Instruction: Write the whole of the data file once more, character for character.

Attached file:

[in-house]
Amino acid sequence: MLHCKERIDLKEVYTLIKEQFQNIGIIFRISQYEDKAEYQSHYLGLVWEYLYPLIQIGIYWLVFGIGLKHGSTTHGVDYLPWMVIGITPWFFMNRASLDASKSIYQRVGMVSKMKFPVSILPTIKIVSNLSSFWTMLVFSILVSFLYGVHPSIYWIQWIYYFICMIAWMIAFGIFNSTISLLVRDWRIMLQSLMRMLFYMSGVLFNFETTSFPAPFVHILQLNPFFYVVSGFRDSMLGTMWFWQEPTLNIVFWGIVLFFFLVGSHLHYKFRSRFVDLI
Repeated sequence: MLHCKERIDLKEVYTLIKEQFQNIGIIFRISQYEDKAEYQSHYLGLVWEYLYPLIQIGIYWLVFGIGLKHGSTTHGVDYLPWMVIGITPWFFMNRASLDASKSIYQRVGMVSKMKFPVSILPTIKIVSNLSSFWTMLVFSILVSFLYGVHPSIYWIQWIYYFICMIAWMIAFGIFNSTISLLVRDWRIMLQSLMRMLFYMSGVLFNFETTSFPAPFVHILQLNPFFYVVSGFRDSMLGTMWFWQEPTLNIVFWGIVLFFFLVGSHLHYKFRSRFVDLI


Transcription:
[in-house]
Amino acid sequence: MLHCKERIDLKEVYTLIKEQFQNIGIIFRISQYEDKAEYQSHYLGLVWEYLYPLIQIGIYWLVFGIGLKHGSTTHGVDYLPWMVIGITPWFFMNRASLDASKSIYQRVGMVSKMKFPVSILPTIKIVSNLSSFWTMLVFSILVSFLYGVHPSIYWIQWIYYFICMIAWMIAFGIFNSTISLLVRDWRIMLQSLMRMLFYMSGVLFNFETTSFPAPFVHILQLNPFFYVVSGFRDSMLGTMWFWQEPTLNIVFWGIVLFFFLVGSHLHYKFRSRFVDLI
Repeated sequence: MLHCKERIDLKEVYTLIKEQFQNIGIIFRISQYEDKAEYQSHYLGLVWEYLYPLIQIGIYWLVFGIGLKHGSTTHGVDYLPWMVIGITPWFFMNRASLDASKSIYQRVGMVSKMKFPVSILPTIKIVSNLSSFWTMLVFSILVSFLYGVHPSIYWIQWIYYFICMIAWMIAFGIFNSTISLLVRDWRIMLQSLMRMLFYMSGVLFNFETTSFPAPFVHILQLNPFFYVVSGFRDSMLGTMWFWQEPTLNIVFWGIVLFFFLVGSHLHYKFRSRFVDLI